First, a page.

Mae Clair’s Mythical Monday: Christmas Eve Legends

The celebration of Christmas touches us each in different ways. For me, as for many, it is a religious holiday, but it’s also a time for merriment, family, celebration and joy. There is a special magic that occurs at Christmas which transcends description, an enchantment of being that is spiritual, mythical and mystical. The power of believe!

The Eve of Christmas is noted for many old world superstitions and beliefs, among them the idea that the veil between worlds grows thin, allowing the departed to return to the homes of their loved ones.

bigstock-Medieval-Tavern-3878785 lightenedIn Scandinavia, people prepared feasts for the spirits, setting a table laden with holiday fare. They had their own festive celebration first, then before retiring for the night, made certain all the bowls and platters were refilled and heaping with food, jugs were brimming with Yule ale, and a fire burned brightly in the hearth. Many times chairs were wiped clean with a white cloth. The following morning the cleaning process was repeated and, if a bit of earth was discovered, it was proof-positive a visitor from the grave had been there.

Another myth related to Christmas Eve involved animals. At the stroke of midnight many believed animals could speak in human voices.  The downside? Anyone who overheard an animal talk usually met with an untimely end or some other dreadful circumstance. Probably why no one has ever reported hearing Fluffy and Fido shoot the breeze. How I would love to have a one-on-one with a cat!

In Europe it is said cattle kneeled to worship the new-born King, and that bees came together in great numbers to hum a Christmas hymn. Wouldn’t that be something to hear?

The creepiest legend I found involved a blacksmith. One Christmas Eve when a bell tolled, beckoning all the people of his village to midnight mass, he ignored the summons and continued to work. Not long after, a stranger arrived. Tall, but stooped over, he asked the blacksmith to add a nail to his scythe. When the blacksmith finished the task, the stranger told him to summon a priest for the work would surely be his last. The next morning the smitty perished, never realizing he had repaired the scythe of the Grim Reaper.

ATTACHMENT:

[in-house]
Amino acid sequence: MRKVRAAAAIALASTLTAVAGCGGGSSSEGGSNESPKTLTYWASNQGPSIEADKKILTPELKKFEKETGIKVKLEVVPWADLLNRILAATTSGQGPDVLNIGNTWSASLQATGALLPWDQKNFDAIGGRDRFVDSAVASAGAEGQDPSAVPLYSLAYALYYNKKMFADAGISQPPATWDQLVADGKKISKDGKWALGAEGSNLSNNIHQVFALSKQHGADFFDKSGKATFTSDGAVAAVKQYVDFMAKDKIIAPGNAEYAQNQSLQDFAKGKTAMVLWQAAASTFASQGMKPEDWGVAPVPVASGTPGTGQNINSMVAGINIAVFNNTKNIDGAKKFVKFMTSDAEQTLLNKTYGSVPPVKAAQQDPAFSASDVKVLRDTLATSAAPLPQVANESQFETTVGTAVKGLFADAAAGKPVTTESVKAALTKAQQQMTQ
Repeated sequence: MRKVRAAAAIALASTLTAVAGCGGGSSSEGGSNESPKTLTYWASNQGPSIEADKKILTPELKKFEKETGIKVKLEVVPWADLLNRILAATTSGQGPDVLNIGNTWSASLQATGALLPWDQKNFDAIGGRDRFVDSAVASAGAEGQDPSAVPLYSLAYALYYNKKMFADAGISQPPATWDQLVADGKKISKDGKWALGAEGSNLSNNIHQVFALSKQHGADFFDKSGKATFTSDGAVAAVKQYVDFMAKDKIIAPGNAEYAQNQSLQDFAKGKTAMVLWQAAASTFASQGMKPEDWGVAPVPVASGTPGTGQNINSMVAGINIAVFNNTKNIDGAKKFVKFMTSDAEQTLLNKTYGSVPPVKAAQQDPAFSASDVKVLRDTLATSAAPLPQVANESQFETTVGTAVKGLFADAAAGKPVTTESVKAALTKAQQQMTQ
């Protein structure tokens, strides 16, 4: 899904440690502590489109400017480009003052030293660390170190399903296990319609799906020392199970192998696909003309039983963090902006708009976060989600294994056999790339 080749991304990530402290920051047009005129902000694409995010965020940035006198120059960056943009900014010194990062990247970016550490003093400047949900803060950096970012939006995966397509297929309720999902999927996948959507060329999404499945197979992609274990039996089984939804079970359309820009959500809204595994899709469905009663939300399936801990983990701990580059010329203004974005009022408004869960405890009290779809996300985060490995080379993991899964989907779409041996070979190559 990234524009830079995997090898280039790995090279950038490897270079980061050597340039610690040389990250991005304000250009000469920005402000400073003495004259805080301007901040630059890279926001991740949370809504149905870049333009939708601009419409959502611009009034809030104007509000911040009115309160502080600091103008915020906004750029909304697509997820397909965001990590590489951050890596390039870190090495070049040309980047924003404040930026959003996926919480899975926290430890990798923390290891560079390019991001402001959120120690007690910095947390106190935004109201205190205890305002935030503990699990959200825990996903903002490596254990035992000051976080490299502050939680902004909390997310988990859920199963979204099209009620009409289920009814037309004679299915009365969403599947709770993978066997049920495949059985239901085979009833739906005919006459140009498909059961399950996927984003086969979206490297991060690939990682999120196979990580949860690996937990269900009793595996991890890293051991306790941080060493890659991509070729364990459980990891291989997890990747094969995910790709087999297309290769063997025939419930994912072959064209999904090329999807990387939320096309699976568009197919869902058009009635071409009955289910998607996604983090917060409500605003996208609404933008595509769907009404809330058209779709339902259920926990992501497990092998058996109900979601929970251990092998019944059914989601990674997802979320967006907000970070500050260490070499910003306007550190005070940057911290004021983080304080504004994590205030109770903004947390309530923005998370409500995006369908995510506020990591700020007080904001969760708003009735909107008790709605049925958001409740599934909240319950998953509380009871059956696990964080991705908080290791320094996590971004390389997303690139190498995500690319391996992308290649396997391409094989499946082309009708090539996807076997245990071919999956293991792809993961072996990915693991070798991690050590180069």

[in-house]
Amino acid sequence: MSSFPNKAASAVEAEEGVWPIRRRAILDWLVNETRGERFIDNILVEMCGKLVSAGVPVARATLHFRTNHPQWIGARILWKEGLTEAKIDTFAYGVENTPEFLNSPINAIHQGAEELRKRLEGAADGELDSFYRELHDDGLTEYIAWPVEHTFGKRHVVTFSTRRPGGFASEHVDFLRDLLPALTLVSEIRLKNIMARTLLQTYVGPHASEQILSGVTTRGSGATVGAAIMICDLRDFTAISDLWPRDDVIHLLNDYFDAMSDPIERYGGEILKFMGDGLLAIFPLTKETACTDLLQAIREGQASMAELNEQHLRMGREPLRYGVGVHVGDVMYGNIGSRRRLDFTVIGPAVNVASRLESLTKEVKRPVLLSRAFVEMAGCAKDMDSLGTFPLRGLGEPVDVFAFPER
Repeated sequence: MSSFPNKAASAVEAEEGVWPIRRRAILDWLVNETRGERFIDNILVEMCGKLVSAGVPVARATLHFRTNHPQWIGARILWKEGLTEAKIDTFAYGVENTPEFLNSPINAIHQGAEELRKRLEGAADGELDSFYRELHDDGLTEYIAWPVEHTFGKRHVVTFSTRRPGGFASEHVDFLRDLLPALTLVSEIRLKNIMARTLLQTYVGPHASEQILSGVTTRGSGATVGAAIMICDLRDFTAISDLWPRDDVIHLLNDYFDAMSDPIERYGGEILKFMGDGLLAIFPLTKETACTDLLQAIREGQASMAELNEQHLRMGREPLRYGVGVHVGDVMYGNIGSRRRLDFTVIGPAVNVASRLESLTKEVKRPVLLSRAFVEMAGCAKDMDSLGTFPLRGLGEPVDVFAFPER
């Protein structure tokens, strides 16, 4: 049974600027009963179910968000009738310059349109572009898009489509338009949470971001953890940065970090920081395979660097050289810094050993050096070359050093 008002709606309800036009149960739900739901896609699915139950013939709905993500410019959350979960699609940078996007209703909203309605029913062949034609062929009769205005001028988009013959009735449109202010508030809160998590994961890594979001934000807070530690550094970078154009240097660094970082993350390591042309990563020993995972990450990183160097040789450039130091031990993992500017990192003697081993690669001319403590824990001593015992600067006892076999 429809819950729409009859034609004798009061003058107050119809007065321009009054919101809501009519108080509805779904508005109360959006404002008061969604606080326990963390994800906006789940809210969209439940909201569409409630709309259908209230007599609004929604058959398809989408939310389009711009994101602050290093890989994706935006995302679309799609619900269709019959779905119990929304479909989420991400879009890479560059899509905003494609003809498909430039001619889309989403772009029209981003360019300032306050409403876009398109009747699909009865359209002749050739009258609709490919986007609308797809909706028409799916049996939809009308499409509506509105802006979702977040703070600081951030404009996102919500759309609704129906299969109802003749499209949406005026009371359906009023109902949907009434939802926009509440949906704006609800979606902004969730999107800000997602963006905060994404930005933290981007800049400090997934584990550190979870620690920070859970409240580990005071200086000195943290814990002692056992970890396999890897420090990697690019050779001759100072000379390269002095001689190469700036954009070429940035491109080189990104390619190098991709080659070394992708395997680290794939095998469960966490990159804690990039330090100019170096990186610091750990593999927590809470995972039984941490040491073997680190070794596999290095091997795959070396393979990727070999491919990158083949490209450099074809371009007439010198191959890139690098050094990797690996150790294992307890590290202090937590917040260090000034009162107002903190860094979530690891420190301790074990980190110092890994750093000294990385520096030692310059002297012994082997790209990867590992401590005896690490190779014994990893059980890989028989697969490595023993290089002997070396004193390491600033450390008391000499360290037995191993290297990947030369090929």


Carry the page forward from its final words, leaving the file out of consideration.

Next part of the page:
Surprisingly, there are many legends and superstitions related to this holiday, those above only a sampling of what I found. Given I’m a Myth-monger, I found all of them riveting. One item, however, that is certainly not a myth is the pleasure I receive from sharing these. I hope you enjoy them as much as I do.

Whether you discover talking animals tonight, friendly phantoms come to call, or just the good cheer of family and friends, may your Christmas Eve be blessed and merry!

15 thoughts on “Mae Clair’s Mythical Monday: Christmas Eve Legends

  1. A Merry Myth-Filled Christmas to you Mae! Have a great time with your friends and family. Am sending you all best the wishes in the world from across the pond, love from Sally X

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  2. Pingback: Merry Christmas, Feliz Navidad, Maligayang Pasko… « theinnerwildkat

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